At times it seems as if there is no winter in the Arizona desert — some years we’re still in shirt sleeves on Christmas day. Winter weather like this makes up for the 118 degree summer days, and Alamo Lake is a prime example. You’ll swelter at Alamo in summer, but the average high in December is 63 degrees. This makes for awesome days on the water.
Alamo is on the Bill Williams River where the Big Sandy River and Santa Maria River come together. It’s about a three hour drive from Phoenix, and it’s at least a couple hours from the California border, too. Alamo isn’t on the way to anywhere — you have to go out of your way to get there, and the closest town is 38 miles away and is basically just a wide spot on the highway. You’d have to go 80 miles to get to a supermarket.
Created In 1968
The lake was created with the completion of Alamo Dam in 1968 and the earthen dam was designed primarily for flood control. During floods, the lake can capture a lot of water in a short time. In fact, Alamo has been recorded rising 11 vertical feet overnight. Normally, though, the lake is kept at about 1100 feet, and covers about 3000 acres. The lake is about 100 feet deep nearest the dam.
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Excellent Bass Cover
The river end of the lake is fairly shallow, and the trees that were flooded when the lake was created still emerge from the water. These standing trees make excellent cover for bass, and in summer the flippin’ bite is awesome down there.
We went there one winter with Greg Pishkur, and he told us that slow-rolling a big white or chartreuse spinnerbait on the deeper side of these trees can produce excellent numbers of bass. There are several channels cut into the bottom in this area, and the bass tend to stay around them in winter.
Pishkur Advises On Baits
Get a map of the lake (you can get one from Fish-n-Map at most tackle shops or from www.fishnmap.com), and it will show you the channels. Greg says big spinnerbaits or deep diving crankbaits are the quickest way to find active fish, but if they won’t bite, or they slow down, try a big white jig and drag and hop it around the channels.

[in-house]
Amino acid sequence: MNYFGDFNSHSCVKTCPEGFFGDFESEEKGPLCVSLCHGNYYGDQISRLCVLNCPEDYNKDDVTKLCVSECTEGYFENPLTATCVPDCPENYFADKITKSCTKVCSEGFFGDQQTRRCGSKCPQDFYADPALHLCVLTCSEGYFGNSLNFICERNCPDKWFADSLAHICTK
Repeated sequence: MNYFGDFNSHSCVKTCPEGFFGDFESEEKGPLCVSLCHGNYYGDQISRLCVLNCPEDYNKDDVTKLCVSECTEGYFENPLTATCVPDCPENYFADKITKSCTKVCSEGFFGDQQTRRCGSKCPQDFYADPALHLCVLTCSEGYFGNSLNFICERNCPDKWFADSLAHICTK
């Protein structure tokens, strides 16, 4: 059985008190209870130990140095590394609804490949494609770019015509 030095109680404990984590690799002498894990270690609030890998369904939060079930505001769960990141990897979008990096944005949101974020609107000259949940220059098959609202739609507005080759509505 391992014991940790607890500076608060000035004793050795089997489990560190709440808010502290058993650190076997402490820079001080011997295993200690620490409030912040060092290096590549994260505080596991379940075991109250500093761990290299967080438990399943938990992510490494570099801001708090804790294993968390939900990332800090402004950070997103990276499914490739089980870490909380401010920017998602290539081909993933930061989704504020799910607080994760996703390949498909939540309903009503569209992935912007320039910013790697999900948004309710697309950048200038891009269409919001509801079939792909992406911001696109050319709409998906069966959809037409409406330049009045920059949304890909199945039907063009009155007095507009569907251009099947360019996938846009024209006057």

The bite in winter is usually just pressure — the jig will feel heavy when you pick it up. Football head jigs with white or smoke/sparkle Yamamoto twin tails are skirts are dynamite, and we’ve also had good luck with white rubber-skirted jigs with pork or a twin-tail. Fish slowly.
Best Winter Fishing
On the north side of the lake from Rawhide Wash all the way to the dam there are a bunch of good long points that run out to the channel, which swings in close to the shore here for a long way. These long points provide some of the best winter fishing, Pishkur says.
Try big spinnerbaits, jigs, and crankbaits fished slowly. The bass at Alamo seem to be particularly fond of plastic worms, grubs, and lizards. There are points and fingers hidden under the water, and they are covered with submerged brush.
Fish In Shallows
The fish will probably be shallower than you expect them to be. Make sure you check out the small coves near the dam and the steep rocky banks adjacent to the dam. Fish topwater baits, jigs, plastic worms, and Senkos all around those areas.
If the fish are being stubborn, switch to a drop-shot rig and fish a little deeper.
Sometimes the fish just don’t seem to want a bait on the bottom. When this is the case, a heavy-line drop-shot rig can get quality fish out of heavy cover. The heavy-line drop-shotting technique will keep the bait up off the bottom and in the strike zone for a longer period of time.